We live in a representative democracy. We vote for our MPs for personal reasons, based on our understanding of their personalities and the policies of their parties, and we expect them to take account of our collective views, as indicated by the distribution of their constituents' votes. We do not expect them necessarily to take particular account of our individual views, but rather to use their judgement in parliament, based on the policies of their party and their wider understanding of the best interests of the nation and their constituents. I take these statements both to be true and to be acceptable to most people in the UK – a starting point for my argument.
Brexit is an issue that has divided the nation down the middle. It is also divisive of both main parties and of the constituent nations of the United Kingdom. Moreover, it is far more complex than was dreamed of by those people who promoted the idea of a referendum, though perhaps not by the shadowy plutocrats and schemers behind them. But we now know that its implementation will not be as beneficial as was originally proposed and is likely to do economic harm to both the UK and the EU. This includes what appears to be an insoluble problem of a European customs border between the North and Republic of Ireland.
We have reached an impasse that threatens our democracy itself with prorogation of parliament and darker suggestions of extra-judicial action including rioting. A way forward must be found that can meet with general accord and is consistent with representative democracy. Here is a suggestion, to separate Brexit from other pressing political issues. It depends on accepting Europe's previous agreement to postpone the implementation of Article 50 if a good reason is advanced.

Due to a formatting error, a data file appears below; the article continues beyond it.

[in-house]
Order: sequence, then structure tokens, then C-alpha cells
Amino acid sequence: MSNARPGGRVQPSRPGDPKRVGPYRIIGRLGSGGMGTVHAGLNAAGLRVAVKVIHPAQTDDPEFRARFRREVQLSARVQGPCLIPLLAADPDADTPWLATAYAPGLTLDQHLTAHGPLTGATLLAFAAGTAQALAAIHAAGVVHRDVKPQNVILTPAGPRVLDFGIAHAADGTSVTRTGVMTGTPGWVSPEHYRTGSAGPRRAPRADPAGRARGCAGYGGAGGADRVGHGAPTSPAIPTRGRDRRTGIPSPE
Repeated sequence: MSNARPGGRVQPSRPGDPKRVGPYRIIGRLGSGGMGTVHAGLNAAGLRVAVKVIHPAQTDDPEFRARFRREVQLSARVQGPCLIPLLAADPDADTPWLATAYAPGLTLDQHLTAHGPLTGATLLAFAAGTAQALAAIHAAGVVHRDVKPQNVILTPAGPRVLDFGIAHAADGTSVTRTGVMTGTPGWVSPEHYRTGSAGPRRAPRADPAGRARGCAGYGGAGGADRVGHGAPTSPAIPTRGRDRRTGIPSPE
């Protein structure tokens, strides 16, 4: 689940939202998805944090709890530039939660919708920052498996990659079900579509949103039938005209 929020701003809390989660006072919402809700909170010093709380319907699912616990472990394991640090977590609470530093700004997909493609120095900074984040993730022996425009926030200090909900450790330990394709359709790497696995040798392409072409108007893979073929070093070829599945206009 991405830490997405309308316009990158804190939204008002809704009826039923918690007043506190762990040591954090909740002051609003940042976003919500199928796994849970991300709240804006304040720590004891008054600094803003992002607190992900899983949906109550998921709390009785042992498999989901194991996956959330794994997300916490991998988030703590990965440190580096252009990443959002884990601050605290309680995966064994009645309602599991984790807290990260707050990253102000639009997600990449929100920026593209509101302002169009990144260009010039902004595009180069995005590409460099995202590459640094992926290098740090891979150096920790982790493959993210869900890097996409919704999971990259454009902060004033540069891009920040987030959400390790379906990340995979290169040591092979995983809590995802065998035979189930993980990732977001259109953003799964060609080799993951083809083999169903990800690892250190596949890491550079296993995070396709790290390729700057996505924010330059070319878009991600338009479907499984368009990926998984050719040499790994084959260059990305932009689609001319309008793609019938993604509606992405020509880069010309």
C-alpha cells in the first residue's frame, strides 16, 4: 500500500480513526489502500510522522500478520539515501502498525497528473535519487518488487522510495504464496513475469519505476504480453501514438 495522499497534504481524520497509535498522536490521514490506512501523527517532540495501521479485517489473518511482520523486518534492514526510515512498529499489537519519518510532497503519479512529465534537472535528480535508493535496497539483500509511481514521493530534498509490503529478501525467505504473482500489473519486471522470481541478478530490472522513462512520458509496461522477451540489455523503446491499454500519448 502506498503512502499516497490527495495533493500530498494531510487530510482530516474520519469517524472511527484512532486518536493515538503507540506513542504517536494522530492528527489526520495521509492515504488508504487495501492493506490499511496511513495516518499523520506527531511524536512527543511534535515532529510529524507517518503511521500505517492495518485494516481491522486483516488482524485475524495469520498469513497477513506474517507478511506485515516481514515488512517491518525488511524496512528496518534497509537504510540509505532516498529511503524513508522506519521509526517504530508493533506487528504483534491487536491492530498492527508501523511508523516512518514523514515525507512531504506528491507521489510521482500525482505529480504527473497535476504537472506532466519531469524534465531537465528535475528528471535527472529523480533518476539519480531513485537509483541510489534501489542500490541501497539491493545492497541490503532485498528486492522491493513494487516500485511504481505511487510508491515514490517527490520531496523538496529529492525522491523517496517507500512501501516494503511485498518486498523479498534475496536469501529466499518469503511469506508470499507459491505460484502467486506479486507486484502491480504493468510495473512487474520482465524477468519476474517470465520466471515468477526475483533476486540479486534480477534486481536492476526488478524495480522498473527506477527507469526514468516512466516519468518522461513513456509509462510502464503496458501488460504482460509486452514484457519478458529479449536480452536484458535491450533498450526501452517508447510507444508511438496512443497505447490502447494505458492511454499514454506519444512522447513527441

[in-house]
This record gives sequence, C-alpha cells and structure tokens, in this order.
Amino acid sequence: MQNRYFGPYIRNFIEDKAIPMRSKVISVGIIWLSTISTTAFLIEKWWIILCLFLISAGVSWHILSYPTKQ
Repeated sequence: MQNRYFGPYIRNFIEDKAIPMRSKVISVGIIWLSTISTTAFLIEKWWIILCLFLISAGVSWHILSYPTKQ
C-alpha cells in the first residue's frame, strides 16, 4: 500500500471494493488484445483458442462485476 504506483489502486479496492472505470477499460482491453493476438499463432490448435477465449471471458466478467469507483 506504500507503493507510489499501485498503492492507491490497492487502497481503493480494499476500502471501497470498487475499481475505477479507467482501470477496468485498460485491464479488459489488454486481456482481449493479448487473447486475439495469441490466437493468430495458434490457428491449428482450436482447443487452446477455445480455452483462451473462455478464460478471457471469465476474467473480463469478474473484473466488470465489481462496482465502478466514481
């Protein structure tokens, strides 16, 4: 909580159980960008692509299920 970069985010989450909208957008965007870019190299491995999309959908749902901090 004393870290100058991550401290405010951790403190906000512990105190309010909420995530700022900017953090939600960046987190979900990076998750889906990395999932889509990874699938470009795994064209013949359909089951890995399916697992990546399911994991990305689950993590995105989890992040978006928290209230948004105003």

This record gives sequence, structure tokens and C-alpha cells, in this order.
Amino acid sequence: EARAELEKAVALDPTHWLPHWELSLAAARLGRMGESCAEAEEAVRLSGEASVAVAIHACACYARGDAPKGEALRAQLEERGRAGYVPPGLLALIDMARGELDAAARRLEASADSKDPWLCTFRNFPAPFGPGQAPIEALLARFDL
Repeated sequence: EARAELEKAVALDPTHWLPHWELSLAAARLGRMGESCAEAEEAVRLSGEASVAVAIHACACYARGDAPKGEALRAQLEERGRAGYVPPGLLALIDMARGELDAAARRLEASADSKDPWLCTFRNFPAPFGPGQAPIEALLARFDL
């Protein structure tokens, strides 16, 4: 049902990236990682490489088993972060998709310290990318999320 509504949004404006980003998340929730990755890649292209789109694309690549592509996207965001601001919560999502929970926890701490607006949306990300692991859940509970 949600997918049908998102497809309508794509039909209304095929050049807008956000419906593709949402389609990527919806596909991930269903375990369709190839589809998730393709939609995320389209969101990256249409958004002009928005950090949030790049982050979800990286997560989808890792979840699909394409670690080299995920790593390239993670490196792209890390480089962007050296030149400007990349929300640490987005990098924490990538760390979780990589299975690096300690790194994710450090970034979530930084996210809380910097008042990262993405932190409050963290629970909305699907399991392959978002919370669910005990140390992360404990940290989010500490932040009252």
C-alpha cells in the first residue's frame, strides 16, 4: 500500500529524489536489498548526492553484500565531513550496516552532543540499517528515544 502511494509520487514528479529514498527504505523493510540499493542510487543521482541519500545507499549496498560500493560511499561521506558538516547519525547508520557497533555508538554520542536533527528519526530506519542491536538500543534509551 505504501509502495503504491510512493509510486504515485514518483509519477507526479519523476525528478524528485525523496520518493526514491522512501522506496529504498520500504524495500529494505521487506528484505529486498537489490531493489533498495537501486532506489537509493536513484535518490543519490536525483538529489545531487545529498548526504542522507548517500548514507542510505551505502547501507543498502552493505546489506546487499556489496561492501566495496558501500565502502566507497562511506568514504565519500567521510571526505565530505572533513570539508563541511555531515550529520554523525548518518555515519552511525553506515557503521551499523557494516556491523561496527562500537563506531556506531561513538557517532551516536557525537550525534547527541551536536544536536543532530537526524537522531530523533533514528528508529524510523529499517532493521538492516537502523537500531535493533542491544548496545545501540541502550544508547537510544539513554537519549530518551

A general election must be held. The dominant issue will be Brexit but all parties would be expected to have a broad programme of policies to deal with the other obvious political and economic problems facing the UK, education, health and social care, taxation and so on. As for Brexit, all candidates will be allowed to make up their minds on whether they are standing on a Remain, no-deal Brexit, or re-negotiated Brexit platform, regardless of the overall policy of their party, otherwise adhering to the relevant agenda.
Some parties, notably the Liberal Democrats, SNP and Brexit, will have a clear view but others, notably Labour and Conservative, may wish to allow their candidates to judge what they consider best for their constituents and campaign on either side. Those individuals standing for re-negotiate would have to have a realistic view of how to achieve this if they are to persuade their constituents, who by the time of the election would be expected to have a clearer view of the consequences than previously.
The views of those elected in such circumstances would be very likely to reflect the majority views of the people in each constituency – the true voice of an informed people. Policy could therefore be settled by our democratically-elected representatives having a free, unwhipped vote in parliament, first for Remain or Leave and then, if Leave wins, between no-deal and re-negotiate. If the latter were to succeed, those elected on this ticket would be presumed to have a realistic plan accepted by their constituents that avoids problems of the border in Ireland and would be acceptable to the EU.
This theoretical argument holds hope of finding a democratic way forward without damaging the constitution and may prove less divisive for our political parties and the country as a whole than either a repeat referendum or an election in which parties are forced to impose on their candidates a choice that may contradict their better judgement. Brexit is not a party-political issue since it threatens fundamental principles of both Left and Right. It can only be solved by an informed public, speaking through its elected representatives.